Electricity production is the major source of sulphur dioxide emissions responsible for 70% of emissions; heavy industry and oil refining contribute about 18%; transportation accounts for about 4% and medium industry, based on light fuel oil, for about 5%.

The emissions inventory shows that in spite of a 30% increase in the total national energy requirement that occurred between 1980 and 1989, total SO2 emissions were reduced by 5%. This reduction resulted from the partial shift in electricity generation from high sulphur residual oil (3.5% sulphur) to relatively low sulphur coal (about 1% sulphur) during periods of difficult atmospheric conditions, and from the general reduction in the average sulphur content of the heavy residual oil to 2.7%. With increased consumption of oil and coal, an increase in SO2 emissions was noted in 1990, but by 1991, another decrease occurred due to the further reduction of the average sulphur content of the heavy residual oil to 2.5%. Thus SO2 emissions were reduced by 14% between 1980 and 1991 (Figure 25).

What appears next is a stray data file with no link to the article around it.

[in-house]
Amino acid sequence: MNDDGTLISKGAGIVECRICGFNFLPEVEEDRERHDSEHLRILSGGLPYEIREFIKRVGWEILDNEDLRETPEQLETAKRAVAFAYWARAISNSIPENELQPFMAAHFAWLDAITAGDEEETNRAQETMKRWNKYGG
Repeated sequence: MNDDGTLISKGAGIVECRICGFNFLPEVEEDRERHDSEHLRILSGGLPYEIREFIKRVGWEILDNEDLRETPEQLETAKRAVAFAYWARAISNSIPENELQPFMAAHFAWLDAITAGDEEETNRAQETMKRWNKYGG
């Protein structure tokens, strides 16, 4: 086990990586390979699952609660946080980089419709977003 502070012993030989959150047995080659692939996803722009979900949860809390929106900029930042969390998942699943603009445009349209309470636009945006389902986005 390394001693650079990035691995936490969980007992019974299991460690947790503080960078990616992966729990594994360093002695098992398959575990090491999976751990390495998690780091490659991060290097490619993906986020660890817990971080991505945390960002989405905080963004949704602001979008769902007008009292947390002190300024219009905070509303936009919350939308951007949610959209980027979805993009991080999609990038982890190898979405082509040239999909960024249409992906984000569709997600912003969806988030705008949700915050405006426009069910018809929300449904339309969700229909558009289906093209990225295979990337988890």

Carbon monoxide (CO) emissions have risen dramatically, by 84.2% between 1980 and 1991, due largely to increased automobile use. Gasoline-powered vehicles account for 92% of CO emissions; diesel-powered trucks, buses and taxis contribute about 7%. A reduction in emissions is expected to occur with the introduction of cars equipped with catalytic converters, beginning in 1991. By 1993 all new automobiles will be required to have catalytic converters. The rate of emission of lead particles has fallen because of the adoption of a maximum permissible level of lead content in gasoline of 0.15 grams/liter, down from 42 grams/liter in 1987. With the gradual introduction of unleaded gasoline, further reduction in lead emissions is expected.